5. Aperture. The widest aperture the better, to facilitate higher shutter speeds, and to narrow the depth of focus. This will throw the background out of focus and move emphasis in the image to your central subject. For lenses, I recommend f/2.8 lens and aperture, or the lowest your camera/lens combination can handle. If you set your ISO high and set your camera to Shutter Priority and fix your speed, the camera will choose the aperture. If the combination is insufficient to get a good exposure, the camera will probably blink at you to warn of underexposure. In this case, I recommend that you shoot underexposed to preserve the speed, and boost the image in post-processing. Or, you can tweak the ISO up and the shutter speed down to get in the good exposure range.

6. No Flash. Given your distance to the objects, you will see very limited or no benefit from flash, and it will confuse your camera into making exposure decisions that will not be good for your image.

7. Focus. I suggest using spot focus and fast shutter settings. That will force the camera to use the center of the image to set exposure and focus, and you will capture more action with the rapid-fire shutter.

8. White Balance. Stadium lights have a different color than daylight. You could choose auto white balance, but you may want to check out your camera’s custom white balance function. It generally involves shooting a white object and having the camera evaluate the center of that image to find a white or grey sample to set a custom white balance setting. Or, you can shoot Raw and tweak your white balance in post processing. One editing tip – if you can see something in the image that should be pure white or grey, you can use the color edit function in your image editing program to set a white reference and change color after shooting.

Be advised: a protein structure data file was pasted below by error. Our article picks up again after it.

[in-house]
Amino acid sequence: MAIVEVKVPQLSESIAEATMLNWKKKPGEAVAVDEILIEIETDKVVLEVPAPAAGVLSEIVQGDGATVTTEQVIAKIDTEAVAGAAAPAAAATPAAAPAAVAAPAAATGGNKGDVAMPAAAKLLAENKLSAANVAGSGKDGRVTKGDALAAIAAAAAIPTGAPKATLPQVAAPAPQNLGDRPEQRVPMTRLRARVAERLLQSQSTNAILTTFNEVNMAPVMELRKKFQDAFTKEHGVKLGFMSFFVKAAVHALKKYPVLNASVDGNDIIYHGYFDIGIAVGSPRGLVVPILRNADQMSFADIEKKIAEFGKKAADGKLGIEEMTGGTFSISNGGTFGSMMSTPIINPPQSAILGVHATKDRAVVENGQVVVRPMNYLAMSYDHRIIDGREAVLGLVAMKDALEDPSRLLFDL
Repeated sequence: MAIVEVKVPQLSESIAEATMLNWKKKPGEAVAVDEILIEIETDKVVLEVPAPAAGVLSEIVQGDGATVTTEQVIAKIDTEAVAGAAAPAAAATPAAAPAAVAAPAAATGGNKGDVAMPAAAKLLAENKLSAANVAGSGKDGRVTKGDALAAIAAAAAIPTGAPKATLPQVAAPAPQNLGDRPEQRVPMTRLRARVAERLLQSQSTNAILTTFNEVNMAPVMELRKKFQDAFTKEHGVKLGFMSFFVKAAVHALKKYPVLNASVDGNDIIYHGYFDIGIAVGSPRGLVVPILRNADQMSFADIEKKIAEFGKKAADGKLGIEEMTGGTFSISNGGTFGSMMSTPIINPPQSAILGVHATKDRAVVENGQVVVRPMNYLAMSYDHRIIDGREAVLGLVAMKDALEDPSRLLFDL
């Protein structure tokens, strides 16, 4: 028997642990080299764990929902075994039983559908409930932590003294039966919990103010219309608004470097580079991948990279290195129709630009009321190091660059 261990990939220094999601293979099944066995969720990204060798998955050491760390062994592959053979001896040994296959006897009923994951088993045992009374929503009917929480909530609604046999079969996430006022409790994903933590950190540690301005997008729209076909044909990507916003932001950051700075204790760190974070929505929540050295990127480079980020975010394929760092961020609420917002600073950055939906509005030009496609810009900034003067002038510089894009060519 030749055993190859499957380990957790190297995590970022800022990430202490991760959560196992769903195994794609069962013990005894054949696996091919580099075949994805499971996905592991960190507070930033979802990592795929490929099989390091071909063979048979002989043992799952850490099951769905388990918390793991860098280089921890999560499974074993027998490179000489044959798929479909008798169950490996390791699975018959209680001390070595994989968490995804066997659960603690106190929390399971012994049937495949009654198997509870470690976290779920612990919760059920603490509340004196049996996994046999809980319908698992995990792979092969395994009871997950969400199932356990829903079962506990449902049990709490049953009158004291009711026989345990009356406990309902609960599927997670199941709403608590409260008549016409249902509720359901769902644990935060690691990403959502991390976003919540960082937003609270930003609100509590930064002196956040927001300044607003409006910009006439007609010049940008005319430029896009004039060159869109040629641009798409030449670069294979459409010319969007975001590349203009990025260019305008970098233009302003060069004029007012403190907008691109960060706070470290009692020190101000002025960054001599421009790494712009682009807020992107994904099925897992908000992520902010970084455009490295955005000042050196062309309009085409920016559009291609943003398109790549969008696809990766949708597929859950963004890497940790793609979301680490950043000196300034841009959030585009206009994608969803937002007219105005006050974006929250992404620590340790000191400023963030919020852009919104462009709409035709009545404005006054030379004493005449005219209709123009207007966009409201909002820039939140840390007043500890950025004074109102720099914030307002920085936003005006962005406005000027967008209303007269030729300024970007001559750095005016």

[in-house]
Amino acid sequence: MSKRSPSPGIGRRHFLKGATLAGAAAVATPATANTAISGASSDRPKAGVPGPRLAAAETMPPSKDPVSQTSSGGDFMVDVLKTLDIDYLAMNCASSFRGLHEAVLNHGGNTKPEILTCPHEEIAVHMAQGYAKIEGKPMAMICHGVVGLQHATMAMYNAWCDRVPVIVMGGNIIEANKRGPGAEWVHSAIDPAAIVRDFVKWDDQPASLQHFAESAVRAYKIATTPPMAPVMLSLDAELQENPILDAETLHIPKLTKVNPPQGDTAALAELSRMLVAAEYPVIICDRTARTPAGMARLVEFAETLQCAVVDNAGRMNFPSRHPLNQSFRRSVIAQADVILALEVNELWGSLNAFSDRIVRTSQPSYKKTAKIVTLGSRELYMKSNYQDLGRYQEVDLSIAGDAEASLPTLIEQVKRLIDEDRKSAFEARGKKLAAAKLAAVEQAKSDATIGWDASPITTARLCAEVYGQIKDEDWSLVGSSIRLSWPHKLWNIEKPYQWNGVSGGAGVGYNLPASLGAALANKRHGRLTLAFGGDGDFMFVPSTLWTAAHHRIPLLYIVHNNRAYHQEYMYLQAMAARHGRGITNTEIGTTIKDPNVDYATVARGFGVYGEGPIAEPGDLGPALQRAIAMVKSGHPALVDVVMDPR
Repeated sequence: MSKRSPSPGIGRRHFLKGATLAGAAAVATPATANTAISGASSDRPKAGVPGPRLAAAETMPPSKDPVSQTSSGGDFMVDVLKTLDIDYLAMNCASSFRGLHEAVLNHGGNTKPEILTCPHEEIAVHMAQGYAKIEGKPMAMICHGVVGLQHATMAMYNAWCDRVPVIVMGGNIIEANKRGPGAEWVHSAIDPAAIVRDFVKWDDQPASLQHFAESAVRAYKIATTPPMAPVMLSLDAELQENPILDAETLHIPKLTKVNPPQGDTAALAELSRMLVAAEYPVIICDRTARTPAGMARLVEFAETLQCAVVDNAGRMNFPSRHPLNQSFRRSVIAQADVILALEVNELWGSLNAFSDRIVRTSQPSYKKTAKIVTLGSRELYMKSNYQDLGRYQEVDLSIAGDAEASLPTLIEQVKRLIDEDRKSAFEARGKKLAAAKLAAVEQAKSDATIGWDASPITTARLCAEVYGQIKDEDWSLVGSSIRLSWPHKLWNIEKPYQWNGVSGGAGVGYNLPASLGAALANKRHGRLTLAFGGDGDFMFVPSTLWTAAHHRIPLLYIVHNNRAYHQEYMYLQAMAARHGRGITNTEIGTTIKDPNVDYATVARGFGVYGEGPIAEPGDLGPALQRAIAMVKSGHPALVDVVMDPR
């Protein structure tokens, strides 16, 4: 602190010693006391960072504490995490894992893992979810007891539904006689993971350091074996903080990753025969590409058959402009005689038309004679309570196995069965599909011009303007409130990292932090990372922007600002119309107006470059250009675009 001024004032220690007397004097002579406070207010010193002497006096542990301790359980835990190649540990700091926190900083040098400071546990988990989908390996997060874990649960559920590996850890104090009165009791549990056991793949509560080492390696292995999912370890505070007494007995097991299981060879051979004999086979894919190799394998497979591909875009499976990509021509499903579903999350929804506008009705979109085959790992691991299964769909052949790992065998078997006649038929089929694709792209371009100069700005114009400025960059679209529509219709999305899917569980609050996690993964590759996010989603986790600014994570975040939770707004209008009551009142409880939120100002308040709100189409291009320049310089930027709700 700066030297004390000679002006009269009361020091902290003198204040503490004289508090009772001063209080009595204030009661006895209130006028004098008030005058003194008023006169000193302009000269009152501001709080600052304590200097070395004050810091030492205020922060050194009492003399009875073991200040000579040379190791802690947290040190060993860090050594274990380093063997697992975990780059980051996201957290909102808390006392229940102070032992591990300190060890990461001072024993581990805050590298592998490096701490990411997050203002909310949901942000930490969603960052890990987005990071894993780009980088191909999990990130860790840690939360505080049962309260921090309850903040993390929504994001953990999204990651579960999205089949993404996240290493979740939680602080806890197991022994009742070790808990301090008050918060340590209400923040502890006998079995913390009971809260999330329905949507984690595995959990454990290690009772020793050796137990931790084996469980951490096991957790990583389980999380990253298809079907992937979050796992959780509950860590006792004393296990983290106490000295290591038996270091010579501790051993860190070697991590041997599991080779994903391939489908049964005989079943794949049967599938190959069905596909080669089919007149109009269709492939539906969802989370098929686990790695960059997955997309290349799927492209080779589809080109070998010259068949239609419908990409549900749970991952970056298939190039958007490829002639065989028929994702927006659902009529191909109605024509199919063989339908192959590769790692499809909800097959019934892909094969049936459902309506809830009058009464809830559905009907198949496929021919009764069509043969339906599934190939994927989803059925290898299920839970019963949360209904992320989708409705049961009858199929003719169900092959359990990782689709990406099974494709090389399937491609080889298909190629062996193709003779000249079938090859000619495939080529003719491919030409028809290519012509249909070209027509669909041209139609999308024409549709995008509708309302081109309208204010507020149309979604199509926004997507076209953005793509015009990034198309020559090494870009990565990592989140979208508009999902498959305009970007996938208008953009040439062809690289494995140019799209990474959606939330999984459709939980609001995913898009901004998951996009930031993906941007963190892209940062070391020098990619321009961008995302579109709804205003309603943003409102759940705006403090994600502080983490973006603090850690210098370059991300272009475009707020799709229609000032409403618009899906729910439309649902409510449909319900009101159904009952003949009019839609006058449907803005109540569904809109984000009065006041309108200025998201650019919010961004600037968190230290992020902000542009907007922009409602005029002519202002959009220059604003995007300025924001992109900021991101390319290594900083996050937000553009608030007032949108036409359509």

9. Composition. A variety of shot types are available. For static shots, of scrimmage line, bench or huddles, anything goes. For action shots, try to get the ball carrier near the center but not exactly centered, and try to get shots of the eyes in clear focus if you can.

10. Zoom Range. A telephoto lens will let you get close up on individual players, but you may want to carry a wide-angle lens to get larger field or audience shots. Having a second lens available lets you be more flexible.

11. Editing. Try some Black and White images to emphasize the grittiness of the game. Crop in close to emphasize the action. Push the contrast up to provide more emotional impact.

12. Sharing. Consider digital and printed copies to the team and coaches. Offer a website for sharing or selling, depending on your professional status and the quality of the images. The yearbook team will appreciate photos, as well as the local papers. Check with the sports boosters as well – they may want to use images in their programs or end of year banquets for slide shows.

Have fun shooting, and stay on your toes!

Friday Night Lights

The first football game of the year, and me with a new telephoto lens!

I had to try this out with some sports images. There were six of us with cameras on the sidelines last night. It may have been the best-covered evening of sports and music in the county.

Great weather, a great game, open up to the last minute, and great performances by the Warren and Harbor Creek marching bands, made for a fine Friday evening. Here’s my selection from the chip that I filled last evening.